Textbook Ordering

Instructors must order textbooks well in advance, meeting the deadlines established by the University Bookstore or by other local bookstores that accept textbook orders. The University Bookstore has a helpful site where faculty can order books and arrange for course packs. Instructors may also ask students to acquire their books online, listing USBN and cost information for sites such as Amazon or Barnes & Noble. 

A timely decision about what texts to use and order has many benefits. Prompt ordering of texts:

  • Ensures that students with disabilities can obtain their textbooks in time to arrange accommodations (e.g., conversion of a printed text to a taped one);
  • Enables students to sell textbooks at the end of the semester and helps ensure a supply of used textbooks at lower prices;
  • Allows time for changes to be made if a book is out of print or if a new edition has been published.

Textbook Royalties

Faculty members who assign books or other materials which they have written, edited, or published and from which they receive royalties or other remuneration may not profit financially from the purchase of these materials by their students (Operations Manual, III-17.17(3)). The faculty member must either refund the money to the students who purchased these materials or make other arrangements to avoid profiting from the students' use of the materials. Faculty may, for example, transfer the remuneration to the University, one of its units, or The University of Iowa Foundation (e.g., for a student scholarship fund).

Course Packs

The University Book Store will help instructors obtain copyright permissions for course packs prepared by them. Materials should be prepared as early as possible to allow time for permissions to be obtained (a process which may take up to two months) and to make arrangements for substitute materials if permission is not granted.

UI Printing & Mailing Services can also help with the creation of course packs and other materials. Using this service is usually preferred to local businesses. 

 

Copyright Law

When preparing course materials, instructors must take precautions to prevent a violation of an author's or publisher's copyright. Both published and unpublished works, whether printed or distributed by electronic means (e.g., over the internet or by e-mail), are protected under the Copyright Act of 1976. Instructors developing course materials to be distributed via a course web site or other electronic medium (e.g., CD-ROM or other storage medium) must also comply with copyright provisions. Copyright registration is not required for a work to be protected, nor is it necessary to sell the material in order to commit copyright infringement.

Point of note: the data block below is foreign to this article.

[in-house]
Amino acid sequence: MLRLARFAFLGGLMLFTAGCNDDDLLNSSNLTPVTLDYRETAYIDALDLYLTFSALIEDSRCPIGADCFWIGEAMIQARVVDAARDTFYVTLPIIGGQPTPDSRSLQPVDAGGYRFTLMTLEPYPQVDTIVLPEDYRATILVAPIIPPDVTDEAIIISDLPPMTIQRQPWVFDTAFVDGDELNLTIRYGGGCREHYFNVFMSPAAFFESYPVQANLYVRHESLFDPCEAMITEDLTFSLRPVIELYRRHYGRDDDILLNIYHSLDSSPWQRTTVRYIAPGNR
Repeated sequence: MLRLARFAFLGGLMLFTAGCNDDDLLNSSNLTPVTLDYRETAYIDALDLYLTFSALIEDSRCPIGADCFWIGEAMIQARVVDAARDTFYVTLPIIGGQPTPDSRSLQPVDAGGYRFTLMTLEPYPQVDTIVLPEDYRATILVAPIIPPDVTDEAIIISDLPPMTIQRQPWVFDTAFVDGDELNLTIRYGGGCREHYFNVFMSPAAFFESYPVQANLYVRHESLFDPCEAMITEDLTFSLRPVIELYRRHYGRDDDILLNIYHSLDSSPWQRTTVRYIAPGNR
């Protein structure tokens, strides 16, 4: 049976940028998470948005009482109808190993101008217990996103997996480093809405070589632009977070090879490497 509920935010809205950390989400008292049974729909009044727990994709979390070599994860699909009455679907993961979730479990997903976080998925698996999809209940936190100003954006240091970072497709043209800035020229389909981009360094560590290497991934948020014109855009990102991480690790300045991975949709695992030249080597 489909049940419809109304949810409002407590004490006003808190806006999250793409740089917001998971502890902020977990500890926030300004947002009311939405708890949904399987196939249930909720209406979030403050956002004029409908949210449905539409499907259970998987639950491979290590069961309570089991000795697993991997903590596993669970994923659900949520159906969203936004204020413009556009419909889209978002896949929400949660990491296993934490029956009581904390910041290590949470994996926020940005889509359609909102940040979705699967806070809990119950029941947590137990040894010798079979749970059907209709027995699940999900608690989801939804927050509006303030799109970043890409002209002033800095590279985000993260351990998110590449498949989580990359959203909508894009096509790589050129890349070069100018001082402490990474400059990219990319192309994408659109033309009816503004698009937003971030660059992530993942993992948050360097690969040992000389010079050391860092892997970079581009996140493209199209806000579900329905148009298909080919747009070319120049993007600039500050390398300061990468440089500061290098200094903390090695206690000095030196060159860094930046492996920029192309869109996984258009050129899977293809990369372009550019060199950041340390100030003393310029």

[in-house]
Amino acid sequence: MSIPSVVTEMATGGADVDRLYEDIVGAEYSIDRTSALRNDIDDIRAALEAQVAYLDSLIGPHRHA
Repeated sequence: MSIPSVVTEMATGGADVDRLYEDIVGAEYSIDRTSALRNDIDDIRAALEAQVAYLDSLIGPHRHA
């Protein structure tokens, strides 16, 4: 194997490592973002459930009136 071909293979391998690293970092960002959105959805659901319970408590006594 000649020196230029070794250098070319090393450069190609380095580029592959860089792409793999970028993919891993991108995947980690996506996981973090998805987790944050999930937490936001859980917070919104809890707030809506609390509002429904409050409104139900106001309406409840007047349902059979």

The University Libraries has useful information on copyright and fair use. Exceptions for fair use of copyright materials are set forth in the Copyright Act of 1976. In all other cases, instructors must obtain permission from the owner of the copyright before copying or distributing materials.
 

Educational use by itself does not protect the user from copyright infringement. When in doubt, instructors should request permission from the owner of the copyright by contacting the publisher. Requests should be made as early as possible to allow time to make arrangements for substitute materials if permission is not granted.
 

Questions about copyright law should be directed to the Office of the Vice President for Research and Economic Development (2660 UCC,319-335-2742).

 

Prohibition on Direct Sale of Classroom Materials

University policy prohibits "the sale of any classroom educational materials to students by faculty, staff, or departments" (Operations Manual, VI-19). This policy is not intended to restrict course development or to impede course instruction. However, it does preclude faculty and staff from selling course packs or other course materials directly to students or collecting fees or other course fees directly from students.

 

Instructional Technology Resources

University College encourages all instructors to investigate – and if appropriate, adopt – the ICON course management system. ITS-Teaching, Learning, and Technology staff provides support for instructors (faculty, staff, graduate students) who would like to set up new courses in ICON.

In constructing class web pages and student assignments, instructors should be careful to conform to the University's Policy on Acceptable Use of Information Technology Resources (Operations Manual, II-19). Faculty, staff, and students using information technologies are responsible for recognizing and honoring the intellectual property rights of others and making attribution as appropriate; refraining from improper intrusions into others' computer accounts or files; respecting rights of property and restrictions on access to and use of information; and refraining from wasting resources or preventing others' access.